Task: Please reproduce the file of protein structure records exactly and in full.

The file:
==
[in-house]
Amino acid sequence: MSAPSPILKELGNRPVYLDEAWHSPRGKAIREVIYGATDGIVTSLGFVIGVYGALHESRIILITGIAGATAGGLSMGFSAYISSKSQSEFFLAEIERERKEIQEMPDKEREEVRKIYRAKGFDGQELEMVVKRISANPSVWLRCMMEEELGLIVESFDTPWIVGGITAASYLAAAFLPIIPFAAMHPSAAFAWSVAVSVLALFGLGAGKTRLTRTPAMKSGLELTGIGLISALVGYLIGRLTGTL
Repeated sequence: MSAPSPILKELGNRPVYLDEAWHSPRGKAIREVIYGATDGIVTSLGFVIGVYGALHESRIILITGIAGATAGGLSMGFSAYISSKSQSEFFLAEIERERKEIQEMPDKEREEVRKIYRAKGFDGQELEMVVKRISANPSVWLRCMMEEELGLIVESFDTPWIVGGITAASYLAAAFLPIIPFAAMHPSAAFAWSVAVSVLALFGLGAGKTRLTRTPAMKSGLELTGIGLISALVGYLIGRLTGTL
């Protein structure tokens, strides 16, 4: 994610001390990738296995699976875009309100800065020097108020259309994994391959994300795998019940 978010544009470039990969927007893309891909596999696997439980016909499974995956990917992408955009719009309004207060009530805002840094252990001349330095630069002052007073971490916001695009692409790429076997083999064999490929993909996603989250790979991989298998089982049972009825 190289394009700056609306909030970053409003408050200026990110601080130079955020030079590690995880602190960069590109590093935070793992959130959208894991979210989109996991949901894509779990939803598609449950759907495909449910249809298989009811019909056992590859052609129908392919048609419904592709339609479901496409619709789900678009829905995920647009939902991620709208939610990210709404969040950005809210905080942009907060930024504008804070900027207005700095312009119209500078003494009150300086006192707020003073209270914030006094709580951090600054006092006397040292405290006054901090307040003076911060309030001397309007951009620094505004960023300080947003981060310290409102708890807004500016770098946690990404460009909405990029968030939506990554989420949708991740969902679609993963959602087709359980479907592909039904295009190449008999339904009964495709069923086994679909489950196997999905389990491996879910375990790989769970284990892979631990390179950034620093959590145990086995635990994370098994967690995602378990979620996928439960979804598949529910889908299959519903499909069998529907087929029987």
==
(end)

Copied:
[in-house]
Amino acid sequence: MSAPSPILKELGNRPVYLDEAWHSPRGKAIREVIYGATDGIVTSLGFVIGVYGALHESRIILITGIAGATAGGLSMGFSAYISSKSQSEFFLAEIERERKEIQEMPDKEREEVRKIYRAKGFDGQELEMVVKRISANPSVWLRCMMEEELGLIVESFDTPWIVGGITAASYLAAAFLPIIPFAAMHPSAAFAWSVAVSVLALFGLGAGKTRLTRTPAMKSGLELTGIGLISALVGYLIGRLTGTL
Repeated sequence: MSAPSPILKELGNRPVYLDEAWHSPRGKAIREVIYGATDGIVTSLGFVIGVYGALHESRIILITGIAGATAGGLSMGFSAYISSKSQSEFFLAEIERERKEIQEMPDKEREEVRKIYRAKGFDGQELEMVVKRISANPSVWLRCMMEEELGLIVESFDTPWIVGGITAASYLAAAFLPIIPFAAMHPSAAFAWSVAVSVLALFGLGAGKTRLTRTPAMKSGLELTGIGLISALVGYLIGRLTGTL
């Protein structure tokens, strides 16, 4: 994610001390990738296995699976875009309100800065020097108020259309994994391959994300795998019940 978010544009470039990969927007893309891909596999696997439980016909499974995956990917992408955009719009309004207060009530805002840094252990001349330095630069002052007073971490916001695009692409790429076997083999064999490929993909996603989250790979991989298998089982049972009825 190289394009700056609306909030970053409003408050200026990110601080130079955020030079590690995880602190960069590109590093935070793992959130959208894991979210989109996991949901894509779990939803598609449950759907495909449910249809298989009811019909056992590859052609129908392919048609419904592709339609479901496409619709789900678009829905995920647009939902991620709208939610990210709404969040950005809210905080942009907060930024504008804070900027207005700095312009119209500078003494009150300086006192707020003073209270914030006094709580951090600054006092006397040292405290006054901090307040003076911060309030001397309007951009620094505004960023300080947003981060310290409102708890807004500016770098946690990404460009909405990029968030939506990554989420949708991740969902679609993963959602087709359980479907592909039904295009190449008999339904009964495709069923086994679909489950196997999905389990491996879910375990790989769970284990892979631990390179950034620093959590145990086995635990994370098994967690995602378990979620996928439960979804598949529910889908299959519903499909069998529907087929029987």